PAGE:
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Just saw the The Adam Project, a pretty good time-travel movie on Netflix.  Here’s a pretty much non-spoiler review:

Adam from the future travels back to 2022, meets his younger, 12-year old self, and enlists him (his younger self) in getting their father, Louis, from inventing time travel.  If you think that set-up invokes all kinds of time-travel paradoxes — starting with wouldn’t his younger self remember all of this, and wouldn’t that distort his life — you’d be right.

I’ve found you can pretty much divide time travel stories into those that respect and attempt to deal with these kinds of paradoxes, and those that don’t.  12 Monkeys, the 1995 movie, would be an example of among the best attempts to deal with the paradoxes, as would Déjà vu in 2006.  I usually don’t waste time critiquing turkeys of movies and TV shows, so I won’t mention that far greater number that ignore or don’t bother to pay much attention to the paradoxes.

I said The Adam Project was pretty good, because it at least acknowledged some of the paradoxes.  But its solutions were just hand-waving — saying if a character disturbed time in such and such a way, it would be ok because — and didn’t really supply an explanation.  The net result: it was enjoyable as time travel movie, but not great, and its real strengths reside elsewhere.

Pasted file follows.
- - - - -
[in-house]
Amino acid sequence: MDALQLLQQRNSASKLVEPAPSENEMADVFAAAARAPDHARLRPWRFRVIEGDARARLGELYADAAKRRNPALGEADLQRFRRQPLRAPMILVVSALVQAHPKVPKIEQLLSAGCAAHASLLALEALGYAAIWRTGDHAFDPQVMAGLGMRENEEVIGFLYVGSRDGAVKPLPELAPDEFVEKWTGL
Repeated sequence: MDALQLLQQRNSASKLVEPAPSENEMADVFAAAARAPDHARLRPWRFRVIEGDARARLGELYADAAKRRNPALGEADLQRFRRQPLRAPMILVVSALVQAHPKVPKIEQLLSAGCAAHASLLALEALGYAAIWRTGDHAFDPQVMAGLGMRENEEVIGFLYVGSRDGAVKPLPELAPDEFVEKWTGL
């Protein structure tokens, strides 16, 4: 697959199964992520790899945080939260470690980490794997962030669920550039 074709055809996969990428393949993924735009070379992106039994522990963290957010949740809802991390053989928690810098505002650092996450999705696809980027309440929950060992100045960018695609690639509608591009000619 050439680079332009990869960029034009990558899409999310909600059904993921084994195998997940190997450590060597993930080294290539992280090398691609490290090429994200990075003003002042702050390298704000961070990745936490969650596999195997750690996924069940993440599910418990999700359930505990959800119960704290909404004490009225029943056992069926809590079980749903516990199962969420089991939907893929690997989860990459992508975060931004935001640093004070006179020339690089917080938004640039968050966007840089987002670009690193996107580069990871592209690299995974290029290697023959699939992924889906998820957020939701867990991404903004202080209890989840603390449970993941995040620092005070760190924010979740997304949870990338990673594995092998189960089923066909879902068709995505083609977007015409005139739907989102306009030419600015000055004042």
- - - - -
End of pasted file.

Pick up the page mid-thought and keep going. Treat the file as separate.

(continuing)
Those would be in the family story, buttressed by two very talented stars — Mark Ruffalo and Jennifer Garner — playing Adam’s father and mother.  Walker Scobell as young Adam was also quite good, and Ryan Reynolds as adult Adam was ok (Tom Cruise was originally supposed to play the part, back in 2012).   All of this added up to the sacrifices made by Louis being meaningful and even memorable.

So … if you’re devotee of time travel, as I am, see the movie.  You’ll enjoy it, even if you’re not rewarded with brilliant renditions of the paradoxes.


                                                        a little time travel story — free

Source: paullevinson.blogspot.com

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